We spent the entire month making the components for a fondant cake, so I decided to roll that into one blog, since it wasn't as intensive and varied as the previous courses. Week two and three were spent making animal sculptures and flora/fauna for a jungle themed cake. Week four was spent putting the whole three tiered cake together.
The cake gals showed us a photo from their portfolio. It was of a jungle themed cake. This is what we are to work towards.
The body of the animal is a rice crispy treat, molded into an oval. That saves weight, because fondant is heavy. It will be less likely to sink into the cake. It also saves money, because fondant is pricey.
Based on the reactions I've gotten from friends who ate my cake, a lot of people think fondant is too sweet, but I'm guessing they'd be more OK with biting into a rice crispy treat - if they choose to even eat the sculptures. The whole thing is skewered onto a dowel or a wooden chopstick, so that you can poke it into the cake to help it stand.
The fondant always comes white, so you have to color it using gel paste. You knead it and work quickly or else it gets dry and cracks. It's a somewhat intuitive process to put together the animals, but still not as easy as it looks.
The flowers are made from cookie cutters, then given some shape and dimension using various fondant tools. They're dried in eggshells to help them hold their shape.
In class number four, the teachers brought out three cakes. Two were six inch rounds, the third was an ten inch round. We iced the cakes, hammered them together, and topped them with the decorations. Again, a little more to it than I expected.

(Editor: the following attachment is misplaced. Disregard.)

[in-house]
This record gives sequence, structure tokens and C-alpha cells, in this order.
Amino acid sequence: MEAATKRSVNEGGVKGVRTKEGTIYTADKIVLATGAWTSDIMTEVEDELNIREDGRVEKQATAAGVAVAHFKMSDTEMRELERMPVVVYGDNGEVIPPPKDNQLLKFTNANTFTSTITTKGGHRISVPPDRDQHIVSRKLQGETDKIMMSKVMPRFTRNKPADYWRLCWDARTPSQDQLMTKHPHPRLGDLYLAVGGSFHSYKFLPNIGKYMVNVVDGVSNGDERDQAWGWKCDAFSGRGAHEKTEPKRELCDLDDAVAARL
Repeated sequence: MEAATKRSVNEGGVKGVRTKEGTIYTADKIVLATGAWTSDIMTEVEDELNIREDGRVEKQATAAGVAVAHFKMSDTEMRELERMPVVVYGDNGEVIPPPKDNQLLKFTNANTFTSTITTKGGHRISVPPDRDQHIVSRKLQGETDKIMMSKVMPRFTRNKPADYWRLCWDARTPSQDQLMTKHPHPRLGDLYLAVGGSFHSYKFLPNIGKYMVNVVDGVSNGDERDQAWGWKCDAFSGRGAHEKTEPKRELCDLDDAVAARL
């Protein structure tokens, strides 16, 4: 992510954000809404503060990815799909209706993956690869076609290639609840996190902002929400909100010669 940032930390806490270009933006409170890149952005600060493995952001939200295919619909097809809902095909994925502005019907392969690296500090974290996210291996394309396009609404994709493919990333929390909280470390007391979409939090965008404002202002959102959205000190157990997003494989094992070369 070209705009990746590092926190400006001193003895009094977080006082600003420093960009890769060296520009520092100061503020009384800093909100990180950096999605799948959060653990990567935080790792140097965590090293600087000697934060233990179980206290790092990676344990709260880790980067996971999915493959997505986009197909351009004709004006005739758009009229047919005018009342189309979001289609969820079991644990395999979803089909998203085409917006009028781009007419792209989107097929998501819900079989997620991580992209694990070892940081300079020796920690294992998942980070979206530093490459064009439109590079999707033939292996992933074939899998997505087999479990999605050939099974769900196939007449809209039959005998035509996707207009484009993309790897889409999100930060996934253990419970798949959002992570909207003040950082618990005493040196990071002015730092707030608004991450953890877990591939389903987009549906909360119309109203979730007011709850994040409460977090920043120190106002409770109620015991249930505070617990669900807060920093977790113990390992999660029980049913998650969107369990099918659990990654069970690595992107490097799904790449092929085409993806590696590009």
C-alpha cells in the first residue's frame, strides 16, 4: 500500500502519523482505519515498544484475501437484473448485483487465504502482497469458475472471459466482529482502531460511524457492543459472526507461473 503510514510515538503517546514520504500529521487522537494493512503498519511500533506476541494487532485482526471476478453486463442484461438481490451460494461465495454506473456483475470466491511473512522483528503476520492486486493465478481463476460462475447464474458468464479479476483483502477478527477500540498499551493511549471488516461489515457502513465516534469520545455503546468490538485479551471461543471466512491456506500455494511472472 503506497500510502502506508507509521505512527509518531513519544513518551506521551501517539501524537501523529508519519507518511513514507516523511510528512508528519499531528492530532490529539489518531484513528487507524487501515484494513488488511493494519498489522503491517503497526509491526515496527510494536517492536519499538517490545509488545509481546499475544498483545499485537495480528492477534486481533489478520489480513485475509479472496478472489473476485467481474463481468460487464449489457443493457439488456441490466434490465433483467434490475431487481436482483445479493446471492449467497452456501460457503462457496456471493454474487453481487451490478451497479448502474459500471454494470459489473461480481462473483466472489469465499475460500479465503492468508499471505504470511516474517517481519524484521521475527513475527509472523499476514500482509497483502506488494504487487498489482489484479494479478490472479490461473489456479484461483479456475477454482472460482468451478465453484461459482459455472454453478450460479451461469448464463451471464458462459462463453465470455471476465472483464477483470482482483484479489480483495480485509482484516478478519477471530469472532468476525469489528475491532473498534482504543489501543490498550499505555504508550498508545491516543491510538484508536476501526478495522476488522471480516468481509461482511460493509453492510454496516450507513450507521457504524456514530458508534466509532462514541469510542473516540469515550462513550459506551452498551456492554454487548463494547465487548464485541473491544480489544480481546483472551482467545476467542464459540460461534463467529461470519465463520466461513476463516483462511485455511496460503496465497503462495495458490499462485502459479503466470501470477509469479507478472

Firstly, we used two cardboard bases for the bottom cake because it's so heavy. Secondly, the smaller cakes are supported by a six inch round cardboard, too. Thirdly, there are six dowels cut to exactly the height of the big cake, inserted to support the weight of the six inch cakes above.
Lastly, there are two huge dowels with pencil-sharp points, driven through the entire cake and out through the bottom cardboard. That's to prevent it from slipping around in transit. Nothing else has made me care more about fixing our potholes.
The sculptures and big flowers are adhered to the cake using buttercream frosting. The smaller flowers, with water. Transport with the sculptures off or else they'll start wobbling and leaning and making holes in the cake.
It's hard to get it right. The smaller the cake, the more ruffles there are at the bottom, and it takes a bit of practice to learn how to make it all smooth. Hence, you see my yellow cake is all wrinkled at the base.
The pros do it all in minutes, but to give you an idea, it took us novices almost three hours to cover the cakes with fondant and then put the decorations on. I finished first, but here are some photos of other people's cakes in progress, that I photographed before I left:
Eat and enjoy!
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